Give me your best waterproofing treatments
September 22, 2017 5:03 PM   Subscribe

What's the best way to add some water resistance to outdoor clothing? Is there anything out there that's better than good old Kiwi Camp Dry?

At the moment I'm looking to waterproof (well, add water resistance to) a down jacket, so I'm not really interested in wash-in products although if you've found one of those that really works I'd be interested to hear about it for later reference. (I've tried NikWax Tech Wash by the way, and found it pretty worthless.) What I'm looking for is some kind of topical treatment that works better than Kiwi Camp Dry (a silicone-based spray) for making fabrics waterproof-ish while still retaining good breatheability. I'm not expecting total waterproofness, just something a little more robust than what I've encountered so far.

The specific reason I'm asking is that I've been given a rather nice, brand-new down jacket (one of these babies, if you're interested) which is too large for normal wear but which would be dandy for winter hikes where I would like to use it as an overcoat on top of several other layers. However, since I'm wearing it on the outside of everything (although I have a further raincoat/windbreak layer that I can throw on top of that if I really need to) I'd like it to have enough water resistance to shrug off snow without getting waterlogged. It does have water-resistant down, but if possible I'd like to prevent water from getting into it in the first place since water makes things heavy and I've found in the past that water-resistant down or no, once a down product gets wet it's just not nearly as warm as when it's dry.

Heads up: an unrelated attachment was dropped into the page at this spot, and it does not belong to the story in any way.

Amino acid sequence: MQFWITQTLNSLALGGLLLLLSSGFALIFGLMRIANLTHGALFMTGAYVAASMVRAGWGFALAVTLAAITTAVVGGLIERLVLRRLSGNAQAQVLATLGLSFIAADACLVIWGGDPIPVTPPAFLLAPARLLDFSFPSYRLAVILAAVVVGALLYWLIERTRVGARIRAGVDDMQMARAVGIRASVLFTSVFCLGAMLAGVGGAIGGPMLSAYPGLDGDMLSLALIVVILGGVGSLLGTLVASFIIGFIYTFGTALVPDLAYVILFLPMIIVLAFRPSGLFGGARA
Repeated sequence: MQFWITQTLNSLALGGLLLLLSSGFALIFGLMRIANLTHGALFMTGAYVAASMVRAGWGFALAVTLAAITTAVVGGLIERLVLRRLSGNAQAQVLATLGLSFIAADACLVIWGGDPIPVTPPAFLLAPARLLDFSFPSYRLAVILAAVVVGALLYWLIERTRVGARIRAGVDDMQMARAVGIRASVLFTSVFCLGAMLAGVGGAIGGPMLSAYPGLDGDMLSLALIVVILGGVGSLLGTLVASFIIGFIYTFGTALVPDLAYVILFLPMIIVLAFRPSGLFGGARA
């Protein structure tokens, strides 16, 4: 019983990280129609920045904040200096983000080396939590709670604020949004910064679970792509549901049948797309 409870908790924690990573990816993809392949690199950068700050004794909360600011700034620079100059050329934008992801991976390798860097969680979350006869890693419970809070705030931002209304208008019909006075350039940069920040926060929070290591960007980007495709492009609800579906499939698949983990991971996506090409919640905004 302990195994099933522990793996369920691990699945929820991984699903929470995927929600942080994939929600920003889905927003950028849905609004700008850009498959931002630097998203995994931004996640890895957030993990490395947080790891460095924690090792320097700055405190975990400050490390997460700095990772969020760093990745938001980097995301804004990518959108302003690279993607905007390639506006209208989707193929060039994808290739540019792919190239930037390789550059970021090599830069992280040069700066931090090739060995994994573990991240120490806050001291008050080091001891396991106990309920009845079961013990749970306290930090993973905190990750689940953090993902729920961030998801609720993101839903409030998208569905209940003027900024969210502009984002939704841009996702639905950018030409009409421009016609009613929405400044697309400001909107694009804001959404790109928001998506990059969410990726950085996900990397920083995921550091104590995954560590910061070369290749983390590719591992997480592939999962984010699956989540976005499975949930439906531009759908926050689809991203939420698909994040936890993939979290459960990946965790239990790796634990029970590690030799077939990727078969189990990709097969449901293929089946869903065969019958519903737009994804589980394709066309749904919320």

As I've alluded already, the best thing I've found so far for applications like this is Kiwi Camp Dry, which helps a little but not a lot. I still use it on stuff because it's not very expensive and it's better than nothing, but I'd be willing to pay more for something that works better. I know there are PTFE-based waterproofers out there, but I've never tried them. Have you? Have you tried something else that works? Is there some kind of DIY trick that I should know about? Is this a pointless quest because there's nothing out there that's going to be worth using? All advice is very much appreciated.
posted by Anticipation Of A New Lover's Arrival, The to Grab Bag (4 answers total) 4 users marked this as a favorite
Call Mountain Hardwear and see what they suggest.

I wouldn't put anything on my down jacket/sleeping bag for fear that it would reduce the down's loft.
posted by gregr at 7:32 PM on September 22, 2017

That's a nice looking jacket! I'm a big fan of Mountain Hardwear, and own quite a few of their garments. I'm a keen outdoorsperson, a fellow New Englander, a former outdoor store salesperson, and a one-time W.L. Gore employee (technically, associate). Here's what I think: